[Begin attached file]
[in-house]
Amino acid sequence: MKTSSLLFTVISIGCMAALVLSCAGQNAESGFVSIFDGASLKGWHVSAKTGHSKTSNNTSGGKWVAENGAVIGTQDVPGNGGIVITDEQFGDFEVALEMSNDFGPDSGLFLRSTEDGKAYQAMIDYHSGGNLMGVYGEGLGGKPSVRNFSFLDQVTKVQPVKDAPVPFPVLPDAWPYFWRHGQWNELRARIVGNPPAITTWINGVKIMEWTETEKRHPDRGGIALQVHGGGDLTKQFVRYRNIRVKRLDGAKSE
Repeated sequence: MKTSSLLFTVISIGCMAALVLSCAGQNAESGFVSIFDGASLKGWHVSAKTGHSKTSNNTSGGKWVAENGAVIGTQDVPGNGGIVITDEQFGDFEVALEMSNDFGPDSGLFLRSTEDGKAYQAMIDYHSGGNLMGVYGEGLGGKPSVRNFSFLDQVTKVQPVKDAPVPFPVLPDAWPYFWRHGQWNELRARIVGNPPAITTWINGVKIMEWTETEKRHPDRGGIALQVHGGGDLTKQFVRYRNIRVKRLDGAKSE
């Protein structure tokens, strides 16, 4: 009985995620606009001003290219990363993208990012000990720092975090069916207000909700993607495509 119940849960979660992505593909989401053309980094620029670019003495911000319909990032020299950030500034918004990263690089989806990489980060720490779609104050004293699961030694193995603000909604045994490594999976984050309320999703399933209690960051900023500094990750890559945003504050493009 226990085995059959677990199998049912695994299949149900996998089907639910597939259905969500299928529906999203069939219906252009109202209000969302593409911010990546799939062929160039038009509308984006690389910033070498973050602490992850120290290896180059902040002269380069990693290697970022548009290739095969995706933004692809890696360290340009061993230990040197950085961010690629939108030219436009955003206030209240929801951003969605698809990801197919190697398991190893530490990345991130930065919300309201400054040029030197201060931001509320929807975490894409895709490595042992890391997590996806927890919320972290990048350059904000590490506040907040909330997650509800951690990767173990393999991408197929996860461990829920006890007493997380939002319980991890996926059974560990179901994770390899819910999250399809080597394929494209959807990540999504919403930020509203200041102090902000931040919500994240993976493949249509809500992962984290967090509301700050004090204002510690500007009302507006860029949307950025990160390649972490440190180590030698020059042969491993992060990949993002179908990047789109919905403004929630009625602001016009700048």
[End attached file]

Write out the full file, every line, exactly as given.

[in-house]
Amino acid sequence: MKTSSLLFTVISIGCMAALVLSCAGQNAESGFVSIFDGASLKGWHVSAKTGHSKTSNNTSGGKWVAENGAVIGTQDVPGNGGIVITDEQFGDFEVALEMSNDFGPDSGLFLRSTEDGKAYQAMIDYHSGGNLMGVYGEGLGGKPSVRNFSFLDQVTKVQPVKDAPVPFPVLPDAWPYFWRHGQWNELRARIVGNPPAITTWINGVKIMEWTETEKRHPDRGGIALQVHGGGDLTKQFVRYRNIRVKRLDGAKSE
Repeated sequence: MKTSSLLFTVISIGCMAALVLSCAGQNAESGFVSIFDGASLKGWHVSAKTGHSKTSNNTSGGKWVAENGAVIGTQDVPGNGGIVITDEQFGDFEVALEMSNDFGPDSGLFLRSTEDGKAYQAMIDYHSGGNLMGVYGEGLGGKPSVRNFSFLDQVTKVQPVKDAPVPFPVLPDAWPYFWRHGQWNELRARIVGNPPAITTWINGVKIMEWTETEKRHPDRGGIALQVHGGGDLTKQFVRYRNIRVKRLDGAKSE
């Protein structure tokens, strides 16, 4: 009985995620606009001003290219990363993208990012000990720092975090069916207000909700993607495509 119940849960979660992505593909989401053309980094620029670019003495911000319909990032020299950030500034918004990263690089989806990489980060720490779609104050004293699961030694193995603000909604045994490594999976984050309320999703399933209690960051900023500094990750890559945003504050493009 226990085995059959677990199998049912695994299949149900996998089907639910597939259905969500299928529906999203069939219906252009109202209000969302593409911010990546799939062929160039038009509308984006690389910033070498973050602490992850120290290896180059902040002269380069990693290697970022548009290739095969995706933004692809890696360290340009061993230990040197950085961010690629939108030219436009955003206030209240929801951003969605698809990801197919190697398991190893530490990345991130930065919300309201400054040029030197201060931001509320929807975490894409895709490595042992890391997590996806927890919320972290990048350059904000590490506040907040909330997650509800951690990767173990393999991408197929996860461990829920006890007493997380939002319980991890996926059974560990179901994770390899819910999250399809080597394929494209959807990540999504919403930020509203200041102090902000931040919500994240993976493949249509809500992962984290967090509301700050004090204002510690500007009302507006860029949307950025990160390649972490440190180590030698020059042969491993992060990949993002179908990047789109919905403004929630009625602001016009700048």